Practical Music Exams – Common mistakes
Practical music exam experience can be quite stressful. Knowing what NOT TO DO during your exam can help ease some of the fear and be a contributing factor in whether you merely pass or pass with honours.
Instruments not tuned or still in cases – Always make sure your instrument is well tuned and out of its case before you enter the exam room. It is not the role of the examiner to tune your instrument. Make sure your instrument is well maintained and in good working order.
Presenting for exams without the correct materials – Make sure you have: a)your exam slip with all the pieces written on the reverse side. b)your books with the proper sheet music (pencil marks erased) c) where applicable make sure you have your backing track CDs etc and know the order of tracks on the recording. d) modern guitarists - bring your plectrum.
Not preparing adequately – Ensure that you know ALL of your scales and technical work. Learn all list pieces equally – each piece should be learned concurrently throughout the year, NOT consecutively. It is common to see students perform their list A piece very well, their list B piece at a reasonable standard and their list C piece very poorly. Always practice all list pieces equally. Our technical work and list pieces make up 80 per cent of our score, it is essential to prepare all of these thoroughly. Keep an eye on our Youtube channel for exam pieces from all instruments from all grades – The videos are being uploaded presently and should be complete soon. Practicing along with these is of great benefit.
Playing too fast – It is very common for students to play too fast in exams, remember that with heightened nerves we all tend to speed up, this can and usually will lead to many mistakes we would not normally make.
Poor sight reading – Play very slowly here! Take your time to have a good look through before you play, wait until the examiner asks you to begin, it is fine to “ghost” the notes first (inaudible practice). It is clear that many students simply do not spend enough time sight reading. Five minutes a day can rectify the problem fairly easily. ANZCA has a number of excellent sight reading publications that you can purchase for practice in this area. Consistently trying new material in your method book is also of great benefit.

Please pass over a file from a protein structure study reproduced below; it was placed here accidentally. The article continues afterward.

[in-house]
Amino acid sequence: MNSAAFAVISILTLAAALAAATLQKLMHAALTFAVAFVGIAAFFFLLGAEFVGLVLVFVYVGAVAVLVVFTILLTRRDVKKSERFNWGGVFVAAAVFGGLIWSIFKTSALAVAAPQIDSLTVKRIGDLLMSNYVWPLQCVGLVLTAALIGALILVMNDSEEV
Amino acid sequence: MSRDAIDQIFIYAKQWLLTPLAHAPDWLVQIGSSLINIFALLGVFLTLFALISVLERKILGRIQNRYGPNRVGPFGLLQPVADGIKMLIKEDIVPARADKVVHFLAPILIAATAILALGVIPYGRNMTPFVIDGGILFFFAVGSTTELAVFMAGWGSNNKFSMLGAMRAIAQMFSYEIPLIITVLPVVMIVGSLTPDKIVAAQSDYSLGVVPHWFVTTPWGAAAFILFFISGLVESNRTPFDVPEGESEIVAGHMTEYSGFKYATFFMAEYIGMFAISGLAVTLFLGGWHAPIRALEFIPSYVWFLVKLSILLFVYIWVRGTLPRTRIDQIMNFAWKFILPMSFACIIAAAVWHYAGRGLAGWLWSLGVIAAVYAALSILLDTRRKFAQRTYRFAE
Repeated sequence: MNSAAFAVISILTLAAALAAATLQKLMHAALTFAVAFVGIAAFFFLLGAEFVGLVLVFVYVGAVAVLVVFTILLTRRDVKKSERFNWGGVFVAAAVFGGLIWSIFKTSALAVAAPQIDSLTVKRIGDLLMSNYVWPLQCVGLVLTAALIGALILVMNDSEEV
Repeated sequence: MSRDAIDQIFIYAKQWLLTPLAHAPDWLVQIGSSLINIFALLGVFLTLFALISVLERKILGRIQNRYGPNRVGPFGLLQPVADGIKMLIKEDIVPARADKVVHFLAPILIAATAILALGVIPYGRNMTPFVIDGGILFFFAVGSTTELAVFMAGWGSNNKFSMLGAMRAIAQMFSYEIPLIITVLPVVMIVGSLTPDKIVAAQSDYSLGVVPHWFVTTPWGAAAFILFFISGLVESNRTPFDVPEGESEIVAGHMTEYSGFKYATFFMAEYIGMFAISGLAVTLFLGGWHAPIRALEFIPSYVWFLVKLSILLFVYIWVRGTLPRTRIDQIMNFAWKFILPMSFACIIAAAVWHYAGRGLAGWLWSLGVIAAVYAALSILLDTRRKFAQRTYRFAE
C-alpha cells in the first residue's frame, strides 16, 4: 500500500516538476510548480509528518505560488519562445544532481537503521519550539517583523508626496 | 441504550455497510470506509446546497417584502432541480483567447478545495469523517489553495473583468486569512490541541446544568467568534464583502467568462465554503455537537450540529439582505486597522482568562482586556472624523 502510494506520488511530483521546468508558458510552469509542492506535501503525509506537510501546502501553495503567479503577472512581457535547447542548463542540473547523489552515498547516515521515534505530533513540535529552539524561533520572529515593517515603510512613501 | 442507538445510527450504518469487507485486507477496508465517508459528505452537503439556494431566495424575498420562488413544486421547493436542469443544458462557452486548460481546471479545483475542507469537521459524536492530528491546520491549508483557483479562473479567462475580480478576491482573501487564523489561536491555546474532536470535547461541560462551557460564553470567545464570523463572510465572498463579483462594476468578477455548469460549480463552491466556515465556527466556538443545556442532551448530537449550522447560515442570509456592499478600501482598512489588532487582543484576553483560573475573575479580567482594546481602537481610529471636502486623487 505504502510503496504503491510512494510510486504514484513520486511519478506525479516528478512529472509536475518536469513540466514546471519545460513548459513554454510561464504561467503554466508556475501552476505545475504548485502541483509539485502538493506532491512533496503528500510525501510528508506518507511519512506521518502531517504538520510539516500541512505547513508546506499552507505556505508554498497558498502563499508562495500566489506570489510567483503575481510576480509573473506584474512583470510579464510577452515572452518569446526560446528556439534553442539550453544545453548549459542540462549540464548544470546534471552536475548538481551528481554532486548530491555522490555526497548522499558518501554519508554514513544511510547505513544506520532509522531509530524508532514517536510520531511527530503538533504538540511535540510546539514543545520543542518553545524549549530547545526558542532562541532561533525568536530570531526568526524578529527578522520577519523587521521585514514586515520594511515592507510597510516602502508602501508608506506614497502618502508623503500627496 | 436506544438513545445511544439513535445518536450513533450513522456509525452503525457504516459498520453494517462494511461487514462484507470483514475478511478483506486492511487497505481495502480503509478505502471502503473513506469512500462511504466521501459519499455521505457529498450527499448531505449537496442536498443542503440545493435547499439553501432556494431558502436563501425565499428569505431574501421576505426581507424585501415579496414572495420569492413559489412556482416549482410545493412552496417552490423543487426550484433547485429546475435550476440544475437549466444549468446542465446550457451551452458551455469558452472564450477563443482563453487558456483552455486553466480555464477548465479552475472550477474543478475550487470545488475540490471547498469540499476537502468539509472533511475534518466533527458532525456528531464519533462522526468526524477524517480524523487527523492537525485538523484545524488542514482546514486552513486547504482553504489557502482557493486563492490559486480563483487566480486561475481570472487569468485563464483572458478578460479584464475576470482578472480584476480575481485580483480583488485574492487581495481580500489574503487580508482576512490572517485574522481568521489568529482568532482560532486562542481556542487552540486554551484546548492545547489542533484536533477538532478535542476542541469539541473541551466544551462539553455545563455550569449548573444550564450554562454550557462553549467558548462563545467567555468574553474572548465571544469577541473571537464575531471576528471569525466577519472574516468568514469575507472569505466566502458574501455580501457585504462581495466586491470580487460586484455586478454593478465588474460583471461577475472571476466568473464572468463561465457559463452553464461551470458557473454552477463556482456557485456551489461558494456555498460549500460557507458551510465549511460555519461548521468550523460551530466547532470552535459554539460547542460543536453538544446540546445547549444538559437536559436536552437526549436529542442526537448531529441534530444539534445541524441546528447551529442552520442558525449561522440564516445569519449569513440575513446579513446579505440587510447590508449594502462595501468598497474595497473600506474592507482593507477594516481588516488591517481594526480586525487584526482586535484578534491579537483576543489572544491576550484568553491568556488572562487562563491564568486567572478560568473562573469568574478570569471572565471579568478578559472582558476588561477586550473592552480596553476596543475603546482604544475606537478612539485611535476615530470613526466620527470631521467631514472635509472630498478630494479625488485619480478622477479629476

Poor general knowledge – It is a real shame when a student plays all their scales and pieces very well and then proceeds to lose up to eight easy marks on general knowledge. Make sure you know: a) what the title means b) who wrote it c) the notes, signs and terms from each piece. If there is something you can see in the music that you do not understand make sure you ask your teacher. This is all vital to your musical progress and should be learned whether preparing for exams or not. Remember the examiner is not trying to trick you, the answer may be very obvious, if in doubt make an educated guess, you might just get it right.
Poor aural skills – this will usually lead to poor playing as well. It is clear that many students simply have not put enough work into this area. Ear training like everything else requires regular practice – a minute or two a day is usually more than enough. Keep an eye on our Youtube channel for aural exercises for each grade (coming soon).
Debilitating nerves – Being a little nervous is fine (it means we want to do well, that is normal) being overly nervous can be catastrophic. Remember it is just a music exam, it is not a matter of life and death. Of course we all want to do well, but don't impose too much self pressure. All we need to do is pass, once you are in the next grade your exam score is really quite irrelevant, no one asks a grade 8 musician what score they got on grade 3!
Aiming for perfection – A common mistake? YES, perfection is impossible, aim to play as well as you can, do not be afraid of mistakes, be prepared to make a few little mistakes here and there, they usually will not cost you many points at all. Perfectionists often play very poorly as they are not relaxed, there is a lot more to music than playing the right notes, style, feel, dynamics, expression all add so much to a performance that a few wrong notes here and there are of no consequence. One of the greatest music performances I have ever seen is George Benson performing Take Five in 1986 at the Montreaux Jazz festival - laden with mistakes and utterly brilliant.
With ANZCA exams fast approaching I hope that this article has been helpful to you all, keep practising hard and good luck! Brendan Hains Principal Instructor at Caroline Springs School of Music